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dualstack for tcp #635

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txdv opened this Issue · 2 comments

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@txdv

Dualstack binding for udp is already supported.
Tcp would be nice too!

@txdv

I'll just use this issue to propose different API's for udp and for tcp regarding dual stack.

On all Unices which support dual stack, dual stack is on by default. If it doesn't support dual stack, well, it is off. At least it is the assumption of the libuv code. Now I found this Article which says that there are some unices where IPV6Only is on by default. On linux you can set IPV6Only on by default if 1 is written in /proc/sys/net/ipv6/bindv6only. So libuvs assumption is wrong and it means that the current behaviour of libuv is faulty in the this case.

Libuvs assumption about windows dualstack is that it is off by default and it is consistent with the documentation

The current API looks like this;

int uv_udp_bind(uv_udp_t* handle, struct sockaddr_in addr,  unsigned flags);
int uv_udp_bind6(uv_udp_t* handle, struct sockaddr_in6 addr, unsigned flags);

The uv_udp_bind flags argument takes only a 0. Seems like a useless argument. Well maybe in the future it could be useful, right?
The uv_udp_bind6 flags argument can take only IPV6Only. Without it, it will use the dual stack if the ipaddr argument is "::" (it is the counterpart of "0.0.0.0" for ipv4, IPV6AddressAny).

So now when we have code with uv_udp_bind6(handle, IPV6AddressAny, 0), it will turn on dual stack on every supported platform. But if the platform doesn't support dual stack, it will silently do nothing and only bind against ipv6. Now if I supply IPV6Only on the platforms which don't support dualstack, it will throw a not supported error thow technically if IPV6_V6ONLY is not defined, the platform is not likely to support dual stacking anyway (i'm not sure about this, according to this I am right).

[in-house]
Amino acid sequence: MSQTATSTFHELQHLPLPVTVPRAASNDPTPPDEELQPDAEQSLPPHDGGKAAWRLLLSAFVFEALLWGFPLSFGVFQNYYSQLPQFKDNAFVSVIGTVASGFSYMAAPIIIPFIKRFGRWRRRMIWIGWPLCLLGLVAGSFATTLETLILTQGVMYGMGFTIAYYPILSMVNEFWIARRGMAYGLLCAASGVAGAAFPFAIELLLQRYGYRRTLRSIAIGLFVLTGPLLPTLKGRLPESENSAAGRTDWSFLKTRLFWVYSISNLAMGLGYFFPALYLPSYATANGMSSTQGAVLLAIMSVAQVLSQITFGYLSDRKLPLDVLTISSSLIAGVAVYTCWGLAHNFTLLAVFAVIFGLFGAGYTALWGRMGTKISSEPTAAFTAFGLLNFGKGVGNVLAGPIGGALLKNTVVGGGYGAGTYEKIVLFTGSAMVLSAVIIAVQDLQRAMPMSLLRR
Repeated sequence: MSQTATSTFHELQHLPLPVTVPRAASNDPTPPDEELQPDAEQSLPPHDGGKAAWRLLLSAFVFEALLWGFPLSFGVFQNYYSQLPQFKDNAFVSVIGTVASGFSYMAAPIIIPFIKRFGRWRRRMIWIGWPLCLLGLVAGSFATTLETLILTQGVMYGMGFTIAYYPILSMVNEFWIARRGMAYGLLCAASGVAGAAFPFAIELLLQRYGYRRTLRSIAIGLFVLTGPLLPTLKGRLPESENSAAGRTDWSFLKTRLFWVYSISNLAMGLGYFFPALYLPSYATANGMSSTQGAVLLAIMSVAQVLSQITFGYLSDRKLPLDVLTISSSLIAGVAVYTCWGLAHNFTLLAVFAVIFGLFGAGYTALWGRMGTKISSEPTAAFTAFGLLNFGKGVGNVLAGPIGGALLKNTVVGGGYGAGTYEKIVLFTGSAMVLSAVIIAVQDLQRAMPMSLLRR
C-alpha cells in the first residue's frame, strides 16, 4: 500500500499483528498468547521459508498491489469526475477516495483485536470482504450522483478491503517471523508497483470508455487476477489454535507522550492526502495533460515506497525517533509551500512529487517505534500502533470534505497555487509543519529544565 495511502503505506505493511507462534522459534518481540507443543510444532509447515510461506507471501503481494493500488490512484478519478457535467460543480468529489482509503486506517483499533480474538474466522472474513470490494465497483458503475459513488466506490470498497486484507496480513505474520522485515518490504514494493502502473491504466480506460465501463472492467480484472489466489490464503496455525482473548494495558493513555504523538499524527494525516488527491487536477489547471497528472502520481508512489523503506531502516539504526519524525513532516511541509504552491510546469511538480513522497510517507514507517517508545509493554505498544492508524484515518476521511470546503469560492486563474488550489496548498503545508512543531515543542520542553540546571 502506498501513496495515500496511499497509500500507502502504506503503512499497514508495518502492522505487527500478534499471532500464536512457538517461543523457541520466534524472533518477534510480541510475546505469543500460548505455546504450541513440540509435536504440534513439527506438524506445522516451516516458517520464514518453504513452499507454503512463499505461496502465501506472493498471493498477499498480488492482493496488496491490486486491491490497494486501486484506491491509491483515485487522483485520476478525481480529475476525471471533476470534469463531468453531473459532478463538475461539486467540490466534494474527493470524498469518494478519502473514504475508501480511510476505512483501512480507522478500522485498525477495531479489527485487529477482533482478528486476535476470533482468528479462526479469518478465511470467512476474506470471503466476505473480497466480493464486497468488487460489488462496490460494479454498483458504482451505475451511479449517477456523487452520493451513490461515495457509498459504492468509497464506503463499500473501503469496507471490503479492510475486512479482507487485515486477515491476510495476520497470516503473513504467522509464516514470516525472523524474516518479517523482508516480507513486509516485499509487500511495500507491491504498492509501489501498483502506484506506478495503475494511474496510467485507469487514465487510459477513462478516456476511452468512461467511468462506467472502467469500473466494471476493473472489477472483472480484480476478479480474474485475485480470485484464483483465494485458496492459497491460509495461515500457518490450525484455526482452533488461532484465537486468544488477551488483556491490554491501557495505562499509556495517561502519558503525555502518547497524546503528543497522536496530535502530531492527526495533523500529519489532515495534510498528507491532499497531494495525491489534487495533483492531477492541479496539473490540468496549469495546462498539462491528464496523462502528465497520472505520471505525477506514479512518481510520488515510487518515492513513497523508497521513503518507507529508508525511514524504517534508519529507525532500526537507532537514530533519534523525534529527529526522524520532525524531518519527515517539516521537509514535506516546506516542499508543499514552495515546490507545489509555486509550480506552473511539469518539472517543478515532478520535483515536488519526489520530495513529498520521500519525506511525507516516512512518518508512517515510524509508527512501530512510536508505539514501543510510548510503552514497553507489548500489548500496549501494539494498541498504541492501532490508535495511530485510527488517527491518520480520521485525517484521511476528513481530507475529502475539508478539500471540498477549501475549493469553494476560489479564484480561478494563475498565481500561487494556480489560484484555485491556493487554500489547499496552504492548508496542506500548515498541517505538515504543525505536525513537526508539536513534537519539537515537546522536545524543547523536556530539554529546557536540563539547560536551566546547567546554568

It seems more intuitive. In this case if you want to write correct code which behaves on all platforms the same, you have to execute multiple binds and check against errors.

Solution 1

Instead of calling the option IPV6Only, we inverse it and call it DUALSTACK. We ensure that on all platforms which have IPV6_V6ONLY defined the socket option IPV6_V6ONLY is turned on, the other platforms won't support dual stacking anyway. So now if the user executes in uv_udp_bind(handle, IPV6AddressAny, 0) he will bind only against the ipv6 address, and only if he supplies the DUALSTACK flag, it will bind against the ipv4.

This seems more intuitive to me, because dualstacking seems like an additional feature and with 0 as the flag argument it doesn't signalize that to the user. This is what this pull requests does: #652

Solution 2

Now the idea of inversing the attribute name to DUALSTACK will stay. I think it makes it clearer to the user what he get's when he binds. But I am still not impressed with the api, uv_udp_bind has a flags argument which is basically useless. So instead of adding an additional flag, we add an additional method:

int uv_udp_bind(uv_udp_t* handle, int port);
int uv_udp_bind4(uv_udp_t* handle, struct sockaddr_in addr);
int uv_udp_bind6(uv_udp_t* handle, struct sockaddr_in6 addr);

uv_udp_bind will now bind with the dual stack function on (since addr has to be IPV6AddrAny (or "::") anyway, we save the user from the trouble writing it on it's own).
uv_udp_bind4 can bind only against ipv4 addresses and uv_udp_bind6 only against ipv6 addresses.

No useless arguments, only an additional function which makes the pain of supplying IPV6AddrAny go away. But it breakes the API, libuv is not stable yet, right? #652

Solution 3

We still leave the DUALSTACK option, but use an additional method:

uv_udp_dualstack(uv_handle_t*, int);

Naturally it takes 0 and 1(0 is the default). On ipv4 bound handles it would return ENOTSUP, on ipv6 bound handles it would return ENOTSUP if the platform doesn't support dual stacking.

TCP

All the above API changes can be applied to tcp to, just change uv_udp to uv_tcp.

Additional API change

Since we are already breaking the api with Solution 2, which is my favorite, why don't we make the sockaddr struct arguments to pointers in uv_udp_bind4 and uv_udp_bind6.
So there would be

int uv_udp_bind(uv_udp_t* handle, struct sockaddr* addr);
int uv_udp_binda(uv_udp_t* handle, int port);

The only downside of this is that the user can't supply uv_ip4_addr directly as an argument, into uv_udp_bind, but would have rather create a local struct sockaddr_in addr or struct sockaddr_in6 addr6 and convert it to (struct sockaddr*) like this:

struct sockaddr_in addr = uv_ip4_addr("127.0.0.1", 7000);
uv_udp_bind(handle, (struct sockaddr*)&addr);

instead of

uv_udp_bind(handle, uv_ip4_addr("127.0.0.1", 7000));
uv_udp_bind6(handle, uv_ip4_addr("::", 7000));

It causes a lot of pain when writing bindings to push entire struct arguments instead of pointers to the function. And some dude on the #vala channel said that passing addr structs by value seems not well minded.

@txdv

Indutny goes with Solution 3: indutny/libuv@dd927aa

@txdv txdv closed this
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